It's a classic flight to safety bet.
The Standard & Poor's 500 index had its biggest drop since September, sliding 43.64 points, or 1.8%, to 2,357.03.
At 1100 BST, Dow Jones Industrial Average and S&P 500 futures were down 0.5%, while Nasdaq futures were off 0.4%. The Nasdaq fell 158 points, or 2.6 percent, to 6,011, a day after its latest record high.
But shares in Cisco fell more than 8% after it forecast weaker-than-expected quarterly revenues and said it would cut an additional 1,100 jobs. The Russell 2000 index sank 38 points, or 2.8 percent, to 1,355.
Bank stocks, which outperformed in the post-election rally, were the worst hit. Secondly, and more drastically, it could actually lead to the impeachment of the sentient Wotsit, an eventuality that would completely erase the foundations of the market's recent record highs. The S&P 500 financial sector tumbled 3 percent.
USA stock futures were off 0.5 per cent, though they were still close to record highs.
Bond prices rose sharply.
The losses followed reports that Trump asked former Federal Bureau of Investigation chief James Comey to stop a probe into ex-national security advisor Michael Flynn over his contacts with Russian Federation - a request which commentators said could amount to obstruction of justice.
-Crude futures added 1.25 percent, reversing an earlier 1.3 percent loss, with gains accelerating after the release of us government data on inventories.
"The Trump economic programme is either going to be delayed by this turn of events or possibly be derailed, that's why investors are acting the way they are". Gold prices surged amid a mad dash to "safety", and the dollar plummeted, while the CBOE Volatility Index (VIX) - or the market's " fear gauge " - saw its largest single-day rise since the Brexit backlash in June.
Bank stocks, which outperformed in the post-election rally, were the worst hit on Wednesday.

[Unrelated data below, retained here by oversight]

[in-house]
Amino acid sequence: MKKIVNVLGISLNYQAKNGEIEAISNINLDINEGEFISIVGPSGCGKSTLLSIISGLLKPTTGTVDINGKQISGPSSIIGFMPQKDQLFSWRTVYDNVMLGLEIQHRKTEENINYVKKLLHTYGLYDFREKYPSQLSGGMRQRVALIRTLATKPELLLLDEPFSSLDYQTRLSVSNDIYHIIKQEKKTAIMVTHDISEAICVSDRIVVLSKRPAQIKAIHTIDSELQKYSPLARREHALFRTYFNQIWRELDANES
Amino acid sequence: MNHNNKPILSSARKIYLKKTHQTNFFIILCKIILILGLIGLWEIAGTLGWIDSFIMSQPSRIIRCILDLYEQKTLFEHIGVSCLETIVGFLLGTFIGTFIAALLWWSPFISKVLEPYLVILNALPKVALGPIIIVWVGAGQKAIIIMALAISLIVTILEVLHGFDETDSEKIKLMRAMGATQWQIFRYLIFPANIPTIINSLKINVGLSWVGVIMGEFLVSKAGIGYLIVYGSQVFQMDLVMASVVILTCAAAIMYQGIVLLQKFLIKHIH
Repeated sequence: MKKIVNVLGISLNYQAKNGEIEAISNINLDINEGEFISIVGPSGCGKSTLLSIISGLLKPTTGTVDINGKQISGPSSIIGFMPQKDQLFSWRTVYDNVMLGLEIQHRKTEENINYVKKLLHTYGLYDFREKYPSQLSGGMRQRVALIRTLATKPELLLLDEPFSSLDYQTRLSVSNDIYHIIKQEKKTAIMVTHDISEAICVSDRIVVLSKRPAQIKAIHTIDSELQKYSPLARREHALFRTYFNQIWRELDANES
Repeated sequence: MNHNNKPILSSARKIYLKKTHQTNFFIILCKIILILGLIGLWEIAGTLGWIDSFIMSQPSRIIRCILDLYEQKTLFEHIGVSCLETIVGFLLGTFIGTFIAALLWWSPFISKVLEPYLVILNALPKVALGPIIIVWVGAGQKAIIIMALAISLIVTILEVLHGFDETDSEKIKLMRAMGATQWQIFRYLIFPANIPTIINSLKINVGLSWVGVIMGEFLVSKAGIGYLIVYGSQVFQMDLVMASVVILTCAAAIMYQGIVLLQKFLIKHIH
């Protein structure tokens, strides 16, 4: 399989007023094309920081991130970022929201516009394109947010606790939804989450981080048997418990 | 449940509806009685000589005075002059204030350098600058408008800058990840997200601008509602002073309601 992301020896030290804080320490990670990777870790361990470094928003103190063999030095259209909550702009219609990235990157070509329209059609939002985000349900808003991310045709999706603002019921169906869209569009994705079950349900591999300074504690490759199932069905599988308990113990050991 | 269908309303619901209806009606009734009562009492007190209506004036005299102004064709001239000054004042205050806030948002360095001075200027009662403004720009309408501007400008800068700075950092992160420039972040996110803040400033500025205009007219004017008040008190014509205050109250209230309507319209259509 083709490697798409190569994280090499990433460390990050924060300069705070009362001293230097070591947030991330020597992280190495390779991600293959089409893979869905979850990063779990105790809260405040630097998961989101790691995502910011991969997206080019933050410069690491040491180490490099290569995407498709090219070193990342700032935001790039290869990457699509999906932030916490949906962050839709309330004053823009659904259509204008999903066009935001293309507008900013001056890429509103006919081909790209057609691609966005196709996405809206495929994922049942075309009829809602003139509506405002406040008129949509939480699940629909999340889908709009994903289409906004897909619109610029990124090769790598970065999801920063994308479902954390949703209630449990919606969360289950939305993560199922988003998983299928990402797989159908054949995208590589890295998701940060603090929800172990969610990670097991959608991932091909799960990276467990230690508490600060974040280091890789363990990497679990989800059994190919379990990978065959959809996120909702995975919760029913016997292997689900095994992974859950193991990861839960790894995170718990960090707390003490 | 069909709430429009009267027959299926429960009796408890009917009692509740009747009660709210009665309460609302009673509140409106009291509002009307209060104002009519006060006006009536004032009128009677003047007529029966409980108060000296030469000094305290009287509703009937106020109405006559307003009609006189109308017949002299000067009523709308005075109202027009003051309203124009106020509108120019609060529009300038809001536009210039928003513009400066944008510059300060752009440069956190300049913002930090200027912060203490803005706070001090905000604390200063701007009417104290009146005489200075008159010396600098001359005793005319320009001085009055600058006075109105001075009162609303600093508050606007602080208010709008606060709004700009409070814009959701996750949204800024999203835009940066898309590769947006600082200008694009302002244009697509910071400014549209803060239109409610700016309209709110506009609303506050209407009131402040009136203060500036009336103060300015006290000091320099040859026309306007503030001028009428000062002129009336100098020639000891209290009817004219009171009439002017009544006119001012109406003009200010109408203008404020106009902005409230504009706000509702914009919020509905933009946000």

BANKS SLIDE: Several financial companies fell sharply as bond yields declined, which will mean lower interest rates on loans. The S&P 500 is still up over 5 percent for the year.
Unease over the potential implications of the latest political fallout in Washington weighed on the dollar on Wednesday.
The euro also caught a bid, pushing the currency to its highest against the dollar since before the U.S. presidential election. Against the yen, the dollar was down to 111.09 yen from 113.03.
Brent crude gained 1.1 percent to settle at $52.21 per barrel, while US light crude rose 0.8 percent to settle at $49.07. Numerous trades sparked by the president's shock election have reversed in recent days, with the dollar all but erasing its post-election rally. Wholesale gasoline was little changed at $1.60 per gallon.
The ASX 200 index was off around 1.2 per cent at 5,717 by 1:11pm (AEST) and the broader All Ordinaries has dropped about $40 billion in value over the past two days.
Among other commodities, silver added 16 cents to $16.85 per ounce.
At first, some traders were quick to blame a so-called fat finger trade or computer program gone awry, but then the pound and other currencies followed through and traded lower against the dollar.
In Europe, Germany's Dax fell 1.4%. Nearly all of the action is a result of 59,010 June 4 puts being bought to open for an initial cash outlay of $767,130 (number of contracts * $0.13 premium paid * 100 shares per contract).
In Japan, the Nikkei 225 fell 1.25% as the yen held most gains this week even as it drifted lower on the day.
People walk past an electronic board showing Hong Kong share index outside a local bank in Hong Kong, Thursday, May 18, 2017.